If you ask any pretty girl what’s in her makeup case, she could probably go on for hours explaining every single mascara, lipstick, and powder compact; the brand, color, pigmentation, application, etc. Each cosmetic item chosen and purchased with great deliberation to highlight or conceal her features and make her look beautiful. Because every pretty girl knows that beauty can be a great advantage.
Recently the NY Times published an article about how makeup makes a woman appear more capable, reliable, and amiable (article here). “It increases people’s perceptions of a woman’s likability, her competence and (provided she does not overdo it) her trustworthiness, according to a new study, which also confirmed what is obvious: that cosmetics boost a woman’s attractiveness.”
My first instinct was to think “Well yeah, that makes sense.” Unattractiveness is associated with everything from sickness (rashes/sores/physical deformation) to lack of personal hygiene (ratty hair/grubby clothes), while beauty often implies the opposite (good health, good personal upkeep). And cosmetics are a way for women to enhance their beauty. A woman with red lipstick and perfectly manicured brows projects and image of confidence and attention to detail.
The article quotes Professor Nancy Etcoff, a professor of psychology at Harvard, and the author of the study as saying, “Twenty or 30 years ago, if you got dressed up, it was simply to please men, or it was something you were doing because society demands it … Women and feminists today see this is their own choice, and it may be an effective tool.”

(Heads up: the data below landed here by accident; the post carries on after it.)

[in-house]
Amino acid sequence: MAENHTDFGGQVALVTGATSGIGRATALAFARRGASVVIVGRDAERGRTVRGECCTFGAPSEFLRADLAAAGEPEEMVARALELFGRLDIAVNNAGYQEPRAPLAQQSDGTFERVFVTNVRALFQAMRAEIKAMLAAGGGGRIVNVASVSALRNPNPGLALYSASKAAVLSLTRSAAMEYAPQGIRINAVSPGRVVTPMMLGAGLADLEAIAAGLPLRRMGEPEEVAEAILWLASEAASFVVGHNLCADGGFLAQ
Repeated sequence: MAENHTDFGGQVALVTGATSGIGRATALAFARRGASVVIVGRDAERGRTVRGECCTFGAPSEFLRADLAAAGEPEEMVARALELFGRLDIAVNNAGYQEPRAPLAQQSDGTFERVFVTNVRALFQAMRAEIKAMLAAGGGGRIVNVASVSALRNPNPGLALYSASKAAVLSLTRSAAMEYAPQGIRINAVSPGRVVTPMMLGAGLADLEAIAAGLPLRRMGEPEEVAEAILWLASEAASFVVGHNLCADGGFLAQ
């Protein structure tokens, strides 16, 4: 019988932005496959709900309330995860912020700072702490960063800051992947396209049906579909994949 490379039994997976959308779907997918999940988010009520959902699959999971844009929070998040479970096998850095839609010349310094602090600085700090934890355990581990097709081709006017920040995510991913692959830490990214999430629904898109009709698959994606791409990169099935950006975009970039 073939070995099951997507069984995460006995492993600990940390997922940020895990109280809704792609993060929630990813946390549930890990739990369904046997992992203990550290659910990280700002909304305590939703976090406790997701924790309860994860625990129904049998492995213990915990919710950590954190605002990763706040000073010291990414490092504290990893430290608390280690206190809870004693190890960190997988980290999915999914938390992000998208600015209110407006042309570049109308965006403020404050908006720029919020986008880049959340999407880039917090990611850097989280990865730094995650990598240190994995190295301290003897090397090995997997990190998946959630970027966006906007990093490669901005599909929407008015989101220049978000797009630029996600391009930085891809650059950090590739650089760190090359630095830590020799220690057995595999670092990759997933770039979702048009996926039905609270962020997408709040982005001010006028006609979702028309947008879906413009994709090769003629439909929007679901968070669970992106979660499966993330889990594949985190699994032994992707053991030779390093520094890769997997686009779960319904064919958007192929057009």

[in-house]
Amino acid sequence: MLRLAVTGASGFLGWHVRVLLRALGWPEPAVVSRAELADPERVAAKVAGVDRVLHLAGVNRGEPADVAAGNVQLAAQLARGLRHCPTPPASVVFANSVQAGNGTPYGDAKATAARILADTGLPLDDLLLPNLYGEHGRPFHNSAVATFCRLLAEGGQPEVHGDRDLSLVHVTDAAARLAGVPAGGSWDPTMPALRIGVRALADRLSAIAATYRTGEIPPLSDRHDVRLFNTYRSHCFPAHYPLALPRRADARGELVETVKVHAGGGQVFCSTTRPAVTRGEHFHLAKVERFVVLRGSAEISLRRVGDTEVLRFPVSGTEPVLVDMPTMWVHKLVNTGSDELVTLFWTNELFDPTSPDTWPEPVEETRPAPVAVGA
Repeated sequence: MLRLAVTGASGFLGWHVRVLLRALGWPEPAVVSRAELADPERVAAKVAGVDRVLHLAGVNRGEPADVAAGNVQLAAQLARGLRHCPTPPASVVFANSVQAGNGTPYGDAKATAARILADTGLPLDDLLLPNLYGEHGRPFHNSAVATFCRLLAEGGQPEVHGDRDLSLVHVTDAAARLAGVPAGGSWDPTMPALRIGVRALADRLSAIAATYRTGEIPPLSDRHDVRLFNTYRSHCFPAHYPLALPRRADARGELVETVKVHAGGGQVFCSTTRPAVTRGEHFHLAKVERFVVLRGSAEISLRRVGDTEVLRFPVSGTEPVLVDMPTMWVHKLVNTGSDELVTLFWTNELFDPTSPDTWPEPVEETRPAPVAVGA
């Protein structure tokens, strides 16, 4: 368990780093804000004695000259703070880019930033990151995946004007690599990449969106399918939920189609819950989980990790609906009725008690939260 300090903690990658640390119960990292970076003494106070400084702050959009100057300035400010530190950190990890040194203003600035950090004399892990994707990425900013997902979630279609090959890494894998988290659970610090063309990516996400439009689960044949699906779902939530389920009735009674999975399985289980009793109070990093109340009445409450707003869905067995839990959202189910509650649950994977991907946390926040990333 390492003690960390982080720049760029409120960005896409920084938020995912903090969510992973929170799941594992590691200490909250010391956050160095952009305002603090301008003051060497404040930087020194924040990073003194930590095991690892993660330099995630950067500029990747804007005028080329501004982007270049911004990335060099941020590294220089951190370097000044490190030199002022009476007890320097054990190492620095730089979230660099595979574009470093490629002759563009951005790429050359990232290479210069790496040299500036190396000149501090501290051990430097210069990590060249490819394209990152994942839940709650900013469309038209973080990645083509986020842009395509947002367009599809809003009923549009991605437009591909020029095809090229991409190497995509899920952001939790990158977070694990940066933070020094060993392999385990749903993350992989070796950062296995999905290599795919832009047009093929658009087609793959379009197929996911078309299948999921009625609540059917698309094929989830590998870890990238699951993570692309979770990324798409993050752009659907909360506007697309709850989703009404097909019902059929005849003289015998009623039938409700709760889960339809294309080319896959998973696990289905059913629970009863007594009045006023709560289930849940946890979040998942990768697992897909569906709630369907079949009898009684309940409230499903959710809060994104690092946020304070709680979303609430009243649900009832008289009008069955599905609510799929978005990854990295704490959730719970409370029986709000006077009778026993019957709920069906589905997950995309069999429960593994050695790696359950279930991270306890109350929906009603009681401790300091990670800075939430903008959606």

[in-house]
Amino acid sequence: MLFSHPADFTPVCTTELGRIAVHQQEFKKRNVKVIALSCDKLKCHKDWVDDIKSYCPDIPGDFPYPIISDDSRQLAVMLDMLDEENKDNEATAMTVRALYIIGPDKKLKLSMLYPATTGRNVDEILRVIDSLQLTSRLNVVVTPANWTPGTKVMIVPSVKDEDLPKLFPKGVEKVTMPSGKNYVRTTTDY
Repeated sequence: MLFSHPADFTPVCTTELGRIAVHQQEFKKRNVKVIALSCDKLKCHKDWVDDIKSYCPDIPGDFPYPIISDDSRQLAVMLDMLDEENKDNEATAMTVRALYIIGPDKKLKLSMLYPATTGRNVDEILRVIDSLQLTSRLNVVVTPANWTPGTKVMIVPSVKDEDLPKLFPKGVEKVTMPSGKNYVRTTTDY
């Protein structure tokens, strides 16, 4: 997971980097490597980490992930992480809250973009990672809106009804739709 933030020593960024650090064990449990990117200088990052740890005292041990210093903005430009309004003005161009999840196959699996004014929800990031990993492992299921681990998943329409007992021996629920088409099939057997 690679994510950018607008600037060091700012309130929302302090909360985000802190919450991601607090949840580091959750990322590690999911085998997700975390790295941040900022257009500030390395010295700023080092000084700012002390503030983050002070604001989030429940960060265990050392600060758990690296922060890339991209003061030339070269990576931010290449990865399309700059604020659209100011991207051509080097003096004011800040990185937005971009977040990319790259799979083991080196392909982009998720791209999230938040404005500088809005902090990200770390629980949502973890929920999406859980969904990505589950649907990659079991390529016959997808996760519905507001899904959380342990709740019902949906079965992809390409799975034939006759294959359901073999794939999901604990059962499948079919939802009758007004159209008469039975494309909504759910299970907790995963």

Although the study found that women wearing any amount of makeup (even a heavily made up sexy “glamour” look), made participants consider a woman more trustworthy, Etcoff argued that in certain situations, looking too glamourous and sexy could be disadvantageous. For instance, it would not be appropriate for a politician to be wearing the same amount of makeup at a pop star. Yet for both of these people, how they present themselves in public is of the utmost importance. And makeup choices and physical appearance are a big part of public presentation. Achieving the proper balance can be very advantageous.
However, you could argue that makeup, by definition is not empowering. Why should women have to alter their appearance in order to be accepted or trusted by others? Why should how much lipstick you wear affect how much your co-workers trust you or even how big your paycheck is? Makeup is just another status symbol, and does not empower women at all.
My personal opinion is that cosmetics can be empowering. That is not to say that women should feel pressured to spend 30 minutes in front of the mirror every morning, but even a quick sweep of $6 drugstore lipstick on special occasions can make a woman feel more beautiful and confident, and people will definitely see her as such.